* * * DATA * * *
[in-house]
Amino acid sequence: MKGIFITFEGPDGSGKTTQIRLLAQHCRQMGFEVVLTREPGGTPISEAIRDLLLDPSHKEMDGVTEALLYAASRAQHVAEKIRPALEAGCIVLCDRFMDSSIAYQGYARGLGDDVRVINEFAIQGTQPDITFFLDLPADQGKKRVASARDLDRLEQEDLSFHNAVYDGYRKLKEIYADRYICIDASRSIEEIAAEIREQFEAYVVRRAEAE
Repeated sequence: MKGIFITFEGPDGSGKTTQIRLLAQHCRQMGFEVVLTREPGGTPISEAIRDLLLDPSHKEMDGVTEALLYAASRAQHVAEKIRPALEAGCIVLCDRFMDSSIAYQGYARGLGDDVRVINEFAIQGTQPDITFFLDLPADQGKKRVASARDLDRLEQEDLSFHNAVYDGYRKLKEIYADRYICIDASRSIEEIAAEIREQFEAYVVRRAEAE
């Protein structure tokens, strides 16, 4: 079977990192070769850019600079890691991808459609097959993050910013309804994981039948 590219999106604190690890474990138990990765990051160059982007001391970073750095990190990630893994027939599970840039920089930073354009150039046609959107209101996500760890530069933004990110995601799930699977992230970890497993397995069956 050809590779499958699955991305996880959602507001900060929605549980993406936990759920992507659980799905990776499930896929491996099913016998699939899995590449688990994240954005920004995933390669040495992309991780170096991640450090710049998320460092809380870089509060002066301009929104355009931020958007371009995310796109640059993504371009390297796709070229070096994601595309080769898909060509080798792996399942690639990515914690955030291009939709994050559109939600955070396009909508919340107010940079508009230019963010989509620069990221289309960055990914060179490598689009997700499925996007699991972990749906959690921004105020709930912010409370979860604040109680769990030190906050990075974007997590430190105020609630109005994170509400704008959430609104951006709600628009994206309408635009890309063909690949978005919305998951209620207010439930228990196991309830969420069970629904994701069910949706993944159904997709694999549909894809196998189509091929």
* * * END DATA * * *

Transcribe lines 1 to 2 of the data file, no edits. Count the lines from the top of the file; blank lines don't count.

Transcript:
[in-house]
Amino acid sequence: MKGIFITFEGPDGSGKTTQIRLLAQHCRQMGFEVVLTREPGGTPISEAIRDLLLDPSHKEMDGVTEALLYAASRAQHVAEKIRPALEAGCIVLCDRFMDSSIAYQGYARGLGDDVRVINEFAIQGTQPDITFFLDLPADQGKKRVASARDLDRLEQEDLSFHNAVYDGYRKLKEIYADRYICIDASRSIEEIAAEIREQFEAYVVRRAEAE